2. Zero Dimensional Characters
Not only do the characters look bland, they are written with the same committedness to blandness that one finds in a hospice bedside meal. At least in hospice you can look forward to a late afternoon sponge bath from an orderly (hopefully a former member of The Fat Boys). Take a moment to think about some of the great characters of animation such as Bugs Bunny, Daffy Duck or even Spongebob Squarepants. We know these characters. We know that they will each think, emote and act differently given the same situation. All we know about Phineas and Ferb is that they might, er… build… something? This harkins to the experiment posed by RedLetterMedia in their excellent review of the Phantom Menace. In that video, various people are asked to describe characters from Episode I without reverting to their job or physical appearance. It proves to be an impossible task.
Take a look at the main group of kids in Phineas ‘n’ Ferb, there’s the nerdy kid, the bully, the girl with a crush on Phineas. Sure they all have different “jobs,” but in the end they all react and behave exactly the same. There’s no dynamic or conflict other than the occasional, “I, ‘the bully,’ did something mean to ‘the nerd’ sometime in the past but that’s okay, we are all pals just the same.” Extend beyond this main group of characters and the same applies. Candice exists only to bring an end to the boys’ daily activity, Perry exists only to give Doofenshmirtz an antagonist. I guess that you could argue that Doofenshmirtz has some character to him, but, unfortunately, he’s a captive of the rigid and formulaic plots of each episode. Speaking of which…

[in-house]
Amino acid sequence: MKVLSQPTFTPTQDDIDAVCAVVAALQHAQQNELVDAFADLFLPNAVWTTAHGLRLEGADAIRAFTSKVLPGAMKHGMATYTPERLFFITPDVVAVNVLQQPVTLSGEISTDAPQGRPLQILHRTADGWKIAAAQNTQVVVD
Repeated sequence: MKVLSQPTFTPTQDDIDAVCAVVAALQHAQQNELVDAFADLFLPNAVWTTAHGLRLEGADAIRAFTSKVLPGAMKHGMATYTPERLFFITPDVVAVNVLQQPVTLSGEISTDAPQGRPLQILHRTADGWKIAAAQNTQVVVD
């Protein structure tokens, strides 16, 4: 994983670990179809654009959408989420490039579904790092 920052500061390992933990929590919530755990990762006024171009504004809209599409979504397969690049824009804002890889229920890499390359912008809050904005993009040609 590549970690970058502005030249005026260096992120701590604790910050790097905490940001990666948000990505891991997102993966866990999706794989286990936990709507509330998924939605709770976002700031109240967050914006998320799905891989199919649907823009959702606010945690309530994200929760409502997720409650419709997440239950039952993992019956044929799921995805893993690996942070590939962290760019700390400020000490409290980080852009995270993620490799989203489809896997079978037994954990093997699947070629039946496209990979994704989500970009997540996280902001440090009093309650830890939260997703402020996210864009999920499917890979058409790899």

3. Plots and Jokes Built Entirely on a Formula a.k.a. Boring Story Telling
Okay, now I hear you saying, “Now, Mr. Webmaster Sir, there are plenty of great cartoons out there, like South Park for instance, that are drawn horribly and aren’t deep character studies, but dammit they’re funny!” True. But unlike that show, Phineas and Ferb relies almost entirely on formulaic plots and catch phrases for jokes. The shows are so mechanical and by-the-book that, more often than not, the supposed laughs come from pointing out the slight variances from the standard plot bullet points. This leaves no room for going off the ranch and trying something creative and fun. It’s like a half-hour animated jack-in-the-box: keep turning the crank and listen to that familiar little weasel tune… eventually, “Pop!” and the lid flies open and Jack the clown of your nightmares springs up. This can be pretty exciting and fun the first time around, but after you reset the clown and turn the crank again, the only people who will be amused are two-year-olds and the drooling idiots who buy Rihanna albums (sometimes one in the same thing).